Reuters’ International Survey: Don’t Bet the Farm on News Video

In News by Porter Anderson

A strong reading culture frequently trends toward robust news consumption, as well. The Reuters Institute’s new Digital News Report has many revelations to offer, from 26 countries.
From Reuters Institute Digital News Report 2016, summary video

From Reuters Institute Digital News Report 2016, summary video

By Porter Anderson, Editor-in-Chief | @Porter_Anderson

People Find ‘Reading News Quicker’ Than Video
Your irony of the week: Reuters’ new Digital News Report declares that video may not be the runaway format-of-choice many say it is, at least in news…and the most effective way they tell you that?—is in a video.

As Laura Hazard Owen puts it at NiemanLab:

Laura Hazard Owen

Laura Hazard Owen

“This week, a Facebook executive suggested that your News Feed is likely to be ‘all video’ in the next five years.

“‘We’re seeing a year-on-year decline on text. We’re seeing a massive increase, as I’ve said, on both pictures and video,’ Nicola Mendelsohn said. ‘If I was having a bet, I would say: video, video, video.’

“But a new report out Tuesday from Oxford’s Reuters Institute for the Study of Journalism suggests that text may have a longer run, at least for news.

“Consumption of online news video is still a minority behavior around the world, the researchers found: Only about a quarter of respondents, across 26 countries, watched news video online in a given week.”

Owen goes on to point up several more of the study’s key findings:

  • Digital news “is now more important than television news” for age groups younger than 45.
  • “Paid content—Owen’s friend are enjoying the pun—is “still tricky and differs by country,” with only 9 percent of US respondents reporting that they paid for any online news in the past year.
  • Ad blocking appears to be on the rise, presenting more challenges to mobile development in particular.
  • “Outside Asia, most people don’t get news from messaging apps.”

The Reuters Institute report is based on a survey of more than 50,000 people in 26 countries, twice the size of the 2015 study, according to its authors. This year, countries added include Canada and South Korea to the non-European group, which also comprises the States, Brazil, Australia, and Japan.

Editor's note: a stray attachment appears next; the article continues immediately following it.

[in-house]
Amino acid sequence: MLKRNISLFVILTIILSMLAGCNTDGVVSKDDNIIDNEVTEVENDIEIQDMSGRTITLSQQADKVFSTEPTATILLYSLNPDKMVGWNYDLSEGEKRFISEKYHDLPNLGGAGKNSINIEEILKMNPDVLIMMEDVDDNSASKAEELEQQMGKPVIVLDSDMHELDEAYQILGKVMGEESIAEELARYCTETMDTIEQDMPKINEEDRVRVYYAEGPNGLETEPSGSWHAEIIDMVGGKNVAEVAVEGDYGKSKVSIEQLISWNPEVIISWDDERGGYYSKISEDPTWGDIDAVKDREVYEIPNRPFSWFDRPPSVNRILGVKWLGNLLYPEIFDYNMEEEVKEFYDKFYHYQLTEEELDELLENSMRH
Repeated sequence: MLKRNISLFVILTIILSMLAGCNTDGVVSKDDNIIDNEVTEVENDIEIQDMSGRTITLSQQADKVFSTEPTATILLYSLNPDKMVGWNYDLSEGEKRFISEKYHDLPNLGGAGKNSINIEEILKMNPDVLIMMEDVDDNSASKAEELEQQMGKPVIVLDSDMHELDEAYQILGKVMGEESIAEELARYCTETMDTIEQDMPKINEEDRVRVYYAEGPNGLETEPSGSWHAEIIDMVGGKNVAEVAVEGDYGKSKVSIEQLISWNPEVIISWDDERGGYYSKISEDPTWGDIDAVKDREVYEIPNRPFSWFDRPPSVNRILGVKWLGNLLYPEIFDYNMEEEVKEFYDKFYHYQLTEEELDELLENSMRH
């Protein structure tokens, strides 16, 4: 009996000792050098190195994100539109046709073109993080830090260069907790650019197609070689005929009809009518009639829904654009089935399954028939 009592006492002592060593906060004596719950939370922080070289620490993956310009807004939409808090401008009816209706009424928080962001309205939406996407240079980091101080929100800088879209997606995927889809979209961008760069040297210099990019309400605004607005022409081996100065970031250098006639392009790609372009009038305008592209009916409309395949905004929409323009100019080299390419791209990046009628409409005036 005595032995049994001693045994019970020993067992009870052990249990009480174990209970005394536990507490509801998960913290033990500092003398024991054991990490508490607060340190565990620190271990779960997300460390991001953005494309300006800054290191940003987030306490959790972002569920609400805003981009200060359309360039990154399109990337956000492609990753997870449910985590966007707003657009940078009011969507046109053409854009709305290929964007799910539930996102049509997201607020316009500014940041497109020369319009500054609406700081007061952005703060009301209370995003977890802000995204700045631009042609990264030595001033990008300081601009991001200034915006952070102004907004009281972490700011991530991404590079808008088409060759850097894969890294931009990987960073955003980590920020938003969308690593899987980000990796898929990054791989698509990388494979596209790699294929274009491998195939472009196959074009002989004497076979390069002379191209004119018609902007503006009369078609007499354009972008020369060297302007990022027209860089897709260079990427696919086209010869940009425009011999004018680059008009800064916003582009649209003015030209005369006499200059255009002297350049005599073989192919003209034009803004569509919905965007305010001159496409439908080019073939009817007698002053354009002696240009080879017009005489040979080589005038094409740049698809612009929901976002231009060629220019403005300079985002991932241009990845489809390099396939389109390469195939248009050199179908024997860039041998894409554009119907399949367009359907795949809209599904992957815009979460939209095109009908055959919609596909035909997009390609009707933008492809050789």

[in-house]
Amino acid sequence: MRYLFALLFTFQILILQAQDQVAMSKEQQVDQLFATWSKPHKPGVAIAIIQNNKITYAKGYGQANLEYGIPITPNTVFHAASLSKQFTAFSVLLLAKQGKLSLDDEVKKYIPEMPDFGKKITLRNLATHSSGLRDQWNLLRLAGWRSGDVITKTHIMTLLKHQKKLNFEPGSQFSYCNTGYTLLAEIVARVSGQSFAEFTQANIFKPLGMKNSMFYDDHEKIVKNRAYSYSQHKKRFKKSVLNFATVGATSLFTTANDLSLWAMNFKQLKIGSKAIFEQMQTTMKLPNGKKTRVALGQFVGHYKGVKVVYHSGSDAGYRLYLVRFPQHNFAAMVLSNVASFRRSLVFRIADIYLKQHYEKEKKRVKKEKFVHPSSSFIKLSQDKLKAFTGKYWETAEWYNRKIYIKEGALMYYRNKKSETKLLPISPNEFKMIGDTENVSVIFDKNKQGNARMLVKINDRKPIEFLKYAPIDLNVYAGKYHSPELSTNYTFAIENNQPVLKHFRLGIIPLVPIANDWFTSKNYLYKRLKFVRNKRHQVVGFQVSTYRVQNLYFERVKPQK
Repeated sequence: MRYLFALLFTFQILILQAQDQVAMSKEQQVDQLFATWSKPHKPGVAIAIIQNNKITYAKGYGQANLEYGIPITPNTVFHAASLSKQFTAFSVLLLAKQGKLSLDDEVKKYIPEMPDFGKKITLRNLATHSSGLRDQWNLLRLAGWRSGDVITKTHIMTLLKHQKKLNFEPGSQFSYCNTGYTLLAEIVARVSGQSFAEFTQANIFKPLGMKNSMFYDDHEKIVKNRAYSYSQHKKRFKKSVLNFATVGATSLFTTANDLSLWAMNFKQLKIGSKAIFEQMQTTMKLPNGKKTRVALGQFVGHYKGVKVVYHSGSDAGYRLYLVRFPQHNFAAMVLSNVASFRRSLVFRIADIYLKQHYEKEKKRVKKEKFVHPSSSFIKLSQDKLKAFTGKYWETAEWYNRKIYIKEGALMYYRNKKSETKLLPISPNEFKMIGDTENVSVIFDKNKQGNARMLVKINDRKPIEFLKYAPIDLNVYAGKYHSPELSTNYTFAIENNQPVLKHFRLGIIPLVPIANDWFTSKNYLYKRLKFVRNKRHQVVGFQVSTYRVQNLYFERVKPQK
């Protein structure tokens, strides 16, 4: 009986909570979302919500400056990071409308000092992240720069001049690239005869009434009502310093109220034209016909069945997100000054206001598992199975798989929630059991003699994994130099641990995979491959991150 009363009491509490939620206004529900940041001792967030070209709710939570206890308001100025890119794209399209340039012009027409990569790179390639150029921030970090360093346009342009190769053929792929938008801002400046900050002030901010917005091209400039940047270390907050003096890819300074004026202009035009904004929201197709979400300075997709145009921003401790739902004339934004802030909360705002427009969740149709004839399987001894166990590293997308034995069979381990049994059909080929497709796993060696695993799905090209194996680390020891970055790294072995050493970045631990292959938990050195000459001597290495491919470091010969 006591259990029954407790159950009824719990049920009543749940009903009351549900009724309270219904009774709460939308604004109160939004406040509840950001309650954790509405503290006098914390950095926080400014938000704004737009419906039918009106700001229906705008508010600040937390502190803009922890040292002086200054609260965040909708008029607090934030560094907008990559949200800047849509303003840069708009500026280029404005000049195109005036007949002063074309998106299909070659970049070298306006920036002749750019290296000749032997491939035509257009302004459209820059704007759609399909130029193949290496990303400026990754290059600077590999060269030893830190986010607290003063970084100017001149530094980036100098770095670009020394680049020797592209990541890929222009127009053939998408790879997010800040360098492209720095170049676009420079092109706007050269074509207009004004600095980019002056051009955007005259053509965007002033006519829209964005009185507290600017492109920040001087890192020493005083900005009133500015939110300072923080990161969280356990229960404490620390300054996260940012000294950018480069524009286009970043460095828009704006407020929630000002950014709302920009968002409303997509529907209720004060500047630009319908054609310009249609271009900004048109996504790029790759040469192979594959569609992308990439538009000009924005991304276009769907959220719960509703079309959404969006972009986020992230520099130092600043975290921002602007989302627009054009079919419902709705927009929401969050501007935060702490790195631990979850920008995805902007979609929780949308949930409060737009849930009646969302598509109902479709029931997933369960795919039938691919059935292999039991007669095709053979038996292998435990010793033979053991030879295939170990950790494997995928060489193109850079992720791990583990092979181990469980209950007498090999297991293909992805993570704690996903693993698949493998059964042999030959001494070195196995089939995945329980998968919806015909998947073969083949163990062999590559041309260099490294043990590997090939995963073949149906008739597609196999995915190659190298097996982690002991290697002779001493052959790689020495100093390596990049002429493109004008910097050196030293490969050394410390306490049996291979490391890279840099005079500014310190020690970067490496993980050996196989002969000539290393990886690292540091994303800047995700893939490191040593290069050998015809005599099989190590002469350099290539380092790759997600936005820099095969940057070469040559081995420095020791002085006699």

There’s a useful caveat, too: “Our survey was conducted online and as such the results will under-represent the consumption habits of people who are not online (typically older, less affluent, and with limited formal education)…The main purpose, however, is to track the activities and changes over time within the digital space–as well as gaining understanding about how offline media and online media are used together.”

The text of the report’s key findings includes this about video, which is popularly talked about, as Owen writes, with such energy:

“Although publishers and technology platforms are pushing online news video hard for commercial reasons, we find evidence that most consumers are still resistant.

“Three-quarters of respondents (78 percent) say they still mostly rely on text.

“When pressed, the main reasons people give for not using more video are that they find reading news quicker and more convenient (41 percent) and the annoyance of pre-roll advertisements (35 percent).”

These are, actually, things that newspeople who work in video can tell you.

Video news producers know that video production is labor-intensive. Video consumers know that video is unsearchable and that you can spend a lot of time rolling back and forth trying to find something. What’s more, video is an old-world linear technology: when respondents here say that reading is quicker, they’re referring to the fact that they may not have time to let video play out at the pace its producers are using it to tell a story.

And here’s Reuters’ snappy video treatment of some of the key findings of the Reuters Institute’s Digital News Report:

Some Interesting International Highlights

Trust in news is highest in Finland (65 percent) and lowest in Greece (20 percent). Almost everywhere, editors and journalists are trusted less than news organizations.

From Reuters Institute Digital News Report 2016

From Reuters Institute Digital News Report 2016

  • Portugal: “The news media environment is characterized by a high reliance on television news sources, a weakening print media sector, and a radio sector that struggles to remain relevant.”
  • Ireland: “Digital news is on the rise with increasing numbers consuming on their mobile phones.”
  • Finland: “The media environment in Finland is characterized by a strong regional press, a strong public broadcaster (YLE), one important national daily (Helsingin Sanomat), and two popular evening tabloids, both reading half the population online.”
  • Austria: “The media environment is characterized by one of the highest printed newspaper consumption rates in Europe and by the dominance of the public broadcaster ORF in the television and online news markets.”

Much more is available free of charge in the full report from the Reuters Institute.

About the Author

Porter Anderson

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Porter Anderson is Editor-in-Chief of Publishing Perspectives. He is also co-owner and editor with Jane Friedman of The Hot Sheet, the newsletter for trade and indie authors. He formerly was Associate Editor for The FutureBook, at London's The Bookseller. Anderson has also worked with CNN International, CNN.com, CNN USA, the Village Voice, the Dallas Times Herald, and other media.